Adverse effects of Rh immunoglobulin, including clinically-significant anemia, renal failure, pulmonary edema, DIC, and death, were not reported in these trials. Separate studies suggest adverse events to be exceedingly rare (MacKenzie et al 2004, e.g.).

Overall, this is a fairly well-performed systematic review and meta-analyses limited by mostly low quality evidence. Given the consistently demonstrated outcomes, potential patient-centered benefits, and lack of demonstrated or likely harm, we recommend consideration of the intervention (YELLOW), pending more definitive research.


This latest Cochrane update by McBain et al from 2015 yielded one new trial in progress but no new published results to include since the prior article (Crowther and Middleton 2009). Therefore, data and conclusions remain unchanged. Methods were adjusted the prior publication to formally describe risk of bias using GRADE criteria.

Maternal alloimmunization (the development of anti-Rh antibodies) has been widely accepted as a surrogate marker for potential fetal morbidity and mortality (Kim and Makar 2012). This is supported by population-based studies showing a marked decrease in rhesus disease since the routine administration of post-partum anti-D immunoglobulin (Clarke and Hussey 1994). The referenced Cochrane review did not show a significant difference in this outcome (low quality evidence).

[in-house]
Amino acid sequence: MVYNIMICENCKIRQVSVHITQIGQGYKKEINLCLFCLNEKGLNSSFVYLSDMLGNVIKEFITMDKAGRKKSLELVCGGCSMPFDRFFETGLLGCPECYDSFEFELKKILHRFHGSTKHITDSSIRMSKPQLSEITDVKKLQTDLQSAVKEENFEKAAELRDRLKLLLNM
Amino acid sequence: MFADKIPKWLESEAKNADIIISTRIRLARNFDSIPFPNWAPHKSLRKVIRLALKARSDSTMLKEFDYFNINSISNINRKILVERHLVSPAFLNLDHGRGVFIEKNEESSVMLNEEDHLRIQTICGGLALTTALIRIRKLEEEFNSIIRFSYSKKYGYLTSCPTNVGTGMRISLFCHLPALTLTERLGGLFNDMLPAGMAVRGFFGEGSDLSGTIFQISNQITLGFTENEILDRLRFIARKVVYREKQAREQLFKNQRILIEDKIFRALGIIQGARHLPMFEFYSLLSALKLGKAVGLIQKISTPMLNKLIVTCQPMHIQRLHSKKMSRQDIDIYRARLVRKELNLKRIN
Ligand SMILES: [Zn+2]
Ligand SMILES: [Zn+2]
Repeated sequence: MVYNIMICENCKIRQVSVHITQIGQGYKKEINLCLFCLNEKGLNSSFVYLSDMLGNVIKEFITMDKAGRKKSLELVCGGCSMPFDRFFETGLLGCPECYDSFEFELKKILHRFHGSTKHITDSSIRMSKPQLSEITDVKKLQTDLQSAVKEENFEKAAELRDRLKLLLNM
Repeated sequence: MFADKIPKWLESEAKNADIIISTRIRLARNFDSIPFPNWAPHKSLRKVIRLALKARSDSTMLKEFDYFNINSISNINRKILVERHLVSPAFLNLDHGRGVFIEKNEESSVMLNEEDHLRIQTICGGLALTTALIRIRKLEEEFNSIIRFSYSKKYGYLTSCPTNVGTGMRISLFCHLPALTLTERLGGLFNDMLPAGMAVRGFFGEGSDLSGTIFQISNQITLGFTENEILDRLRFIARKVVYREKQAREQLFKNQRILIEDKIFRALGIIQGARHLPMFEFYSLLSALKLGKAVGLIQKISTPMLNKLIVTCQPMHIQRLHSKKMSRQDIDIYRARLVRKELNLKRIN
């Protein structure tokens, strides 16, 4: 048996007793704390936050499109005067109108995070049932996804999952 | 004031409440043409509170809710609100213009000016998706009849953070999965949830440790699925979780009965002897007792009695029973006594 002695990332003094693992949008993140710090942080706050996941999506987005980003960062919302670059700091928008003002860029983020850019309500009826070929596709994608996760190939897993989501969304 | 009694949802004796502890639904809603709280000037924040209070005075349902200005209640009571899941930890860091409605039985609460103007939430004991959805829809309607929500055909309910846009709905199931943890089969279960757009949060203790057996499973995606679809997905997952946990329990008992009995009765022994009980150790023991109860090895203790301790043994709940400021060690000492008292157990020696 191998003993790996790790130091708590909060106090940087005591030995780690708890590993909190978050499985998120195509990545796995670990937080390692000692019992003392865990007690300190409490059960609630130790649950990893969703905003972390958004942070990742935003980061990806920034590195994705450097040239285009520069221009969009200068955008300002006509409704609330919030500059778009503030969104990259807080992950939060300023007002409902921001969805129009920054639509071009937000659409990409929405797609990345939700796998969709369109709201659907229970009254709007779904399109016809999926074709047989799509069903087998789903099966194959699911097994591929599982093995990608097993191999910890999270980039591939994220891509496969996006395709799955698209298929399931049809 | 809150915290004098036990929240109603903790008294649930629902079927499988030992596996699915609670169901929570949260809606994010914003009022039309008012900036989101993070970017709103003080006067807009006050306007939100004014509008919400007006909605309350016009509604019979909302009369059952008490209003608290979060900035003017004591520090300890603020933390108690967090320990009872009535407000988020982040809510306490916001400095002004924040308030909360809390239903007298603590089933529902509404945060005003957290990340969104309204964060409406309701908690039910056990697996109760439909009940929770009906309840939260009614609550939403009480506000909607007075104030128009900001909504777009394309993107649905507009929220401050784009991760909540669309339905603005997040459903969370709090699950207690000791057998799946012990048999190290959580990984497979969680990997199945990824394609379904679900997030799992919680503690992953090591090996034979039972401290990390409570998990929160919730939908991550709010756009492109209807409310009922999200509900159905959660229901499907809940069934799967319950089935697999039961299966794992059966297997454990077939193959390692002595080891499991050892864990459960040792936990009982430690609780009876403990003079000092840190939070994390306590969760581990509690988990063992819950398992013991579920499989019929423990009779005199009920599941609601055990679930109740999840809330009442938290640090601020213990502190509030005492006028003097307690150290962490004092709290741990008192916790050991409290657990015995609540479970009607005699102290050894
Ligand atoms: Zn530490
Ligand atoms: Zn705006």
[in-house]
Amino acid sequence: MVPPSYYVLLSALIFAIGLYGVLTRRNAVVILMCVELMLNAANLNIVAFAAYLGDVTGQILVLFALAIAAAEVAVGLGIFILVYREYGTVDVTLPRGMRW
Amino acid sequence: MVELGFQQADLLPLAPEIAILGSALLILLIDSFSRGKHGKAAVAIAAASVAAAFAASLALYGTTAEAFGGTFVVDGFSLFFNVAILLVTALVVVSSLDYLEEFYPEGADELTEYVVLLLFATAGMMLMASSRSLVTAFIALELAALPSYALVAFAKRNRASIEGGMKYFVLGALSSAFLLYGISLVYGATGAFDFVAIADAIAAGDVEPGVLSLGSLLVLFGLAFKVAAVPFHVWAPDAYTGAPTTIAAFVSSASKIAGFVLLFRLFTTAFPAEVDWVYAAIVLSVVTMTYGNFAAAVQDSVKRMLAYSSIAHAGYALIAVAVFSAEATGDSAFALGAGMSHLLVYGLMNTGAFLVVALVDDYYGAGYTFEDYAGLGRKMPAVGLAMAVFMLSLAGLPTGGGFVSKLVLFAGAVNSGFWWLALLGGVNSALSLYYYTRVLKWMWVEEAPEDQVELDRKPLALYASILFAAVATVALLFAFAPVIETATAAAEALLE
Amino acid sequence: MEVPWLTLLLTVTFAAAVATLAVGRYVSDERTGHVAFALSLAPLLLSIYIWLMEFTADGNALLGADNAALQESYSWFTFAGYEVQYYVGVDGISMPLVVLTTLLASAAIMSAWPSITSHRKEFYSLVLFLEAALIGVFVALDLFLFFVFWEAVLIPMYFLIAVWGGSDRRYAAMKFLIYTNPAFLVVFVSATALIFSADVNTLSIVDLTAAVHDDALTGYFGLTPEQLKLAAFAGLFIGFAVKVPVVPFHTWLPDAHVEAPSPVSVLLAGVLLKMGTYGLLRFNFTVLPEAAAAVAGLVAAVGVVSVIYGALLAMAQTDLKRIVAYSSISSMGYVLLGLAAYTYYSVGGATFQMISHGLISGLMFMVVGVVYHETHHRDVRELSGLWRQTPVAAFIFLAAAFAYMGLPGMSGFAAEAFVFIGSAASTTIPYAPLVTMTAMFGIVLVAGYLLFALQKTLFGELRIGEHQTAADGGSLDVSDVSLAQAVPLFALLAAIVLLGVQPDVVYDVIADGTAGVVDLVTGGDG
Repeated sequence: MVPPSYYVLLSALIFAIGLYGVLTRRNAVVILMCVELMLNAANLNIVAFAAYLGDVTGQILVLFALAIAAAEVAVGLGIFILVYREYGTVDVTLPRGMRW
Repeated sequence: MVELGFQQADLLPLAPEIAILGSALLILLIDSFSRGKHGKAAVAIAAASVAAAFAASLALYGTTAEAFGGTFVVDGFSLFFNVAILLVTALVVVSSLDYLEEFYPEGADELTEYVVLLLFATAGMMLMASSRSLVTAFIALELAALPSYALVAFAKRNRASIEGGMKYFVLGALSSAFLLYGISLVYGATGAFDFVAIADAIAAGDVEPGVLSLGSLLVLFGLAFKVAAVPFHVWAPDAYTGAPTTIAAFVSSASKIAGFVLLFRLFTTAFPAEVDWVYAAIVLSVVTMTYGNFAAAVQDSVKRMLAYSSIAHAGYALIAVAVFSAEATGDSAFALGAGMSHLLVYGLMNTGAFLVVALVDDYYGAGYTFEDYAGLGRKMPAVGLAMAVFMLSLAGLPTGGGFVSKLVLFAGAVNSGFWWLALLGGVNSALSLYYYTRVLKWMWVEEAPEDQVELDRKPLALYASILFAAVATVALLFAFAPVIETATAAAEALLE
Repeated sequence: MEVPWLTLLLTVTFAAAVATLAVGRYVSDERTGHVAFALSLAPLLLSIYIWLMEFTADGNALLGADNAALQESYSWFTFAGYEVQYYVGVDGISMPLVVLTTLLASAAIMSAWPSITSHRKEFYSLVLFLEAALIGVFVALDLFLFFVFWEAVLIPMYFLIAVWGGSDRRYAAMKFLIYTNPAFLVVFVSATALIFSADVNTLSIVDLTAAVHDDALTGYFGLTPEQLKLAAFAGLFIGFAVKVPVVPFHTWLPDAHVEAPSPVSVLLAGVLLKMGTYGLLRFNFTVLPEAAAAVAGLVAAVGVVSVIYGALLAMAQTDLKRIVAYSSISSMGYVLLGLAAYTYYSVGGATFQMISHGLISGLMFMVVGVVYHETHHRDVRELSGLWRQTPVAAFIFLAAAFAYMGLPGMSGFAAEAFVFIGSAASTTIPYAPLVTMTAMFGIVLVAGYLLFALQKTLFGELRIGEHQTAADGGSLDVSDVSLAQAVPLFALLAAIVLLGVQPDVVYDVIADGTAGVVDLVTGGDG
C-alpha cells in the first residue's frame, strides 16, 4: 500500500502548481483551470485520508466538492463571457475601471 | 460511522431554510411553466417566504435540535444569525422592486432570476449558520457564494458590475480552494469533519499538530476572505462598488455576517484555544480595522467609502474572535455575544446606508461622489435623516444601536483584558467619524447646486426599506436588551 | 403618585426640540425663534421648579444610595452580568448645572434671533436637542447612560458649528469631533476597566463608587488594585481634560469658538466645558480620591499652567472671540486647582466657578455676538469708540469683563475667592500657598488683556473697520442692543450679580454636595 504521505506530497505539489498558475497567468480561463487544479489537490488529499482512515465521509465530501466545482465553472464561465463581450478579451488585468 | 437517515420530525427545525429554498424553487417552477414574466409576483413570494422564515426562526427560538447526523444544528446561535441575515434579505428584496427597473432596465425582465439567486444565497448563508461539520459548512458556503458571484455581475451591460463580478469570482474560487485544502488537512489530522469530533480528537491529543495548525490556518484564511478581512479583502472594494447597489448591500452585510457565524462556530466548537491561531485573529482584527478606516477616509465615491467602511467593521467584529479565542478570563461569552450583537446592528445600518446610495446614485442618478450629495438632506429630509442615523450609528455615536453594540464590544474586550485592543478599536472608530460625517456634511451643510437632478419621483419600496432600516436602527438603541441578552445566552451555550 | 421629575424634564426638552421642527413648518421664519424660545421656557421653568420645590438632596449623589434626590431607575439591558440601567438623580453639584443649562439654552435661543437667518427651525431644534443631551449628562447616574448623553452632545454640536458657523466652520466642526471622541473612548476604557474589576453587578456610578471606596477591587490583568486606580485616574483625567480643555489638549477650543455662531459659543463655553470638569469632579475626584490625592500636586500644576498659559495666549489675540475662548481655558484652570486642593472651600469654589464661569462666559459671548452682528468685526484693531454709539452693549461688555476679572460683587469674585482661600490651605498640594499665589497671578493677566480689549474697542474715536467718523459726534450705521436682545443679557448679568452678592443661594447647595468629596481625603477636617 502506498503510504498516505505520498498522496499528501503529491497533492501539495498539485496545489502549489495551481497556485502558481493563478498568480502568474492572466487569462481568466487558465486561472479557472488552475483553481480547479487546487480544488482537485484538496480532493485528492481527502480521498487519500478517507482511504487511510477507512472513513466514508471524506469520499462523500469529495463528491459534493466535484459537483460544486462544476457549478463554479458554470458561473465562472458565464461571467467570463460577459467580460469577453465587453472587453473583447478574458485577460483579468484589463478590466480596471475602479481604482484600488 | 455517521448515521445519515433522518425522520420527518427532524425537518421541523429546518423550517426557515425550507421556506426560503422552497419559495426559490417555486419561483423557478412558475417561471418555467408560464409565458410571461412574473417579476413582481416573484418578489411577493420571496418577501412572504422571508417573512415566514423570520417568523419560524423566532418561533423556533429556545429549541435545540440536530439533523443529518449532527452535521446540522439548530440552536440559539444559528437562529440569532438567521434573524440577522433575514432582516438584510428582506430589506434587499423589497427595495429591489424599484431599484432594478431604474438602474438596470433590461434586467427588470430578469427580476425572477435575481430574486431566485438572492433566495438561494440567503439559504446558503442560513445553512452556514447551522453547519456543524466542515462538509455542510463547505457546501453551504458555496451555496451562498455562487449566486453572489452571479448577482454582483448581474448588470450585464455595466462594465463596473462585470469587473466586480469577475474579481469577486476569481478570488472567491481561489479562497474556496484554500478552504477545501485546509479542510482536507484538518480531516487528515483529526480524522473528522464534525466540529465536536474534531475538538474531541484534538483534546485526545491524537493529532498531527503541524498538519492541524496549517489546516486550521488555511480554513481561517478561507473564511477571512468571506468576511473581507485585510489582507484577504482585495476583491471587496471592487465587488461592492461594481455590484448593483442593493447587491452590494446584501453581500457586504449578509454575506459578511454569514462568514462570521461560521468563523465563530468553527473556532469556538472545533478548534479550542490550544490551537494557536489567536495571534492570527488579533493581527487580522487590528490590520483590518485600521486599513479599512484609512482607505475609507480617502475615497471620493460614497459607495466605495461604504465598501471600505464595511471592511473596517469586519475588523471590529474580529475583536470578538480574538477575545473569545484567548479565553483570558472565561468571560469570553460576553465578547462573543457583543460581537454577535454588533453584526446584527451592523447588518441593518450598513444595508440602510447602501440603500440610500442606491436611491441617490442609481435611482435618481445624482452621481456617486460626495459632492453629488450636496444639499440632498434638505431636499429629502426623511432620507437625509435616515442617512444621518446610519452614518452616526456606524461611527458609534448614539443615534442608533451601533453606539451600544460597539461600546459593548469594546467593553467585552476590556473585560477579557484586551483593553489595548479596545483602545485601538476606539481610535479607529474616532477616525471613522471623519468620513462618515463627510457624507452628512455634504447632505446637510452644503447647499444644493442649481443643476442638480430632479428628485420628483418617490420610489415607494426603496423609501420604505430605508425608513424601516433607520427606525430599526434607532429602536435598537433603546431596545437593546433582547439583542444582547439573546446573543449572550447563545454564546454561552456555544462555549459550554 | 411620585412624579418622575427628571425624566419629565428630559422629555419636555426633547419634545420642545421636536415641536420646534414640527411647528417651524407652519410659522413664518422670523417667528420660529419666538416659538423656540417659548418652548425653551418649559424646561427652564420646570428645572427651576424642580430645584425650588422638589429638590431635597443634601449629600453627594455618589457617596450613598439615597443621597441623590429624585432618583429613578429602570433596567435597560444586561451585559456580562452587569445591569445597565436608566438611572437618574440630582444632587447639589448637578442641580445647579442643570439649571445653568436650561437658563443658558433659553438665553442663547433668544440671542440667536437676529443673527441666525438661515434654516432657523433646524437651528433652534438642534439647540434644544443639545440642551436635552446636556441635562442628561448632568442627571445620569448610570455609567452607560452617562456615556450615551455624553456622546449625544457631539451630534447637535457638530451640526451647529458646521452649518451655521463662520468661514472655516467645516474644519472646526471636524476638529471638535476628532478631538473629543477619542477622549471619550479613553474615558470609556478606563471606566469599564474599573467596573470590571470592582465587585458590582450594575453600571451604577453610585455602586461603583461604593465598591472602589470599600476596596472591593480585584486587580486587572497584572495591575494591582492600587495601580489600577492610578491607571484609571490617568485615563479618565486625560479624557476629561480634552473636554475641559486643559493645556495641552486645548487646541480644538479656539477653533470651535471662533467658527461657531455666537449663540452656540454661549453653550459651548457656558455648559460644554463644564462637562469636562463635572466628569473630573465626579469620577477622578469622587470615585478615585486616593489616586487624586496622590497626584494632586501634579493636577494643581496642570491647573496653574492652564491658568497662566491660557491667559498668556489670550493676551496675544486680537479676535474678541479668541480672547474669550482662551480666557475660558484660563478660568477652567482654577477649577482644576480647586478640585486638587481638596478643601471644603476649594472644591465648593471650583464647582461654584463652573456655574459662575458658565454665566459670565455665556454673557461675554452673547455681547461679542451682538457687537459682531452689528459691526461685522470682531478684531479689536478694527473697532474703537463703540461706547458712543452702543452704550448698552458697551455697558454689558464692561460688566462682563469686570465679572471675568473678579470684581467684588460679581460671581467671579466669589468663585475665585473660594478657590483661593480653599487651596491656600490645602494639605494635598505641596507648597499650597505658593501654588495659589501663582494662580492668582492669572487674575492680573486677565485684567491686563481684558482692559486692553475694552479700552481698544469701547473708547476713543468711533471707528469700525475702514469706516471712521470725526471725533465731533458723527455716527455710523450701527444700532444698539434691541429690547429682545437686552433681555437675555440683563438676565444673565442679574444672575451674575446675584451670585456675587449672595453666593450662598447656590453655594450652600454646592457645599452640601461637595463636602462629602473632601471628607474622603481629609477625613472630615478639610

The clinical accuracy and importance of the secondary outcome - a positive Kleihauer-Betke (measurement of fetal hemoglobin in maternal blood) - is much less certain (Duckett and Constantine 1997). The test is at best a weak proxy for potential alloimmunization in future pregnancies,and as such, is two steps removed from a patient-centered outcome.

The first trial included in the systematic review showed non-significant trends toward reduced alloimmunization using a 100 mcg dose. The second trial failed to show any benefit with a 50 mcg dose. This dose response mirrors what has been seen in postpartum administration. Reporting data for the higher-dose trials separately would yield a NNT for preventing alloimmunization of 213. This is roughly consistent with other non-randomized trials excluded by the Cochrane review but often cited as supporting data in obstetric guidelines. In general, the data for antepartum prophylaxis is less robust than that for postpartum women, with this systematic review showing only a trend toward benefit. Additionally, the included trials suffer from relatively poor quality, lacking placebo controls, absence of true blinding, and appropriate randomization.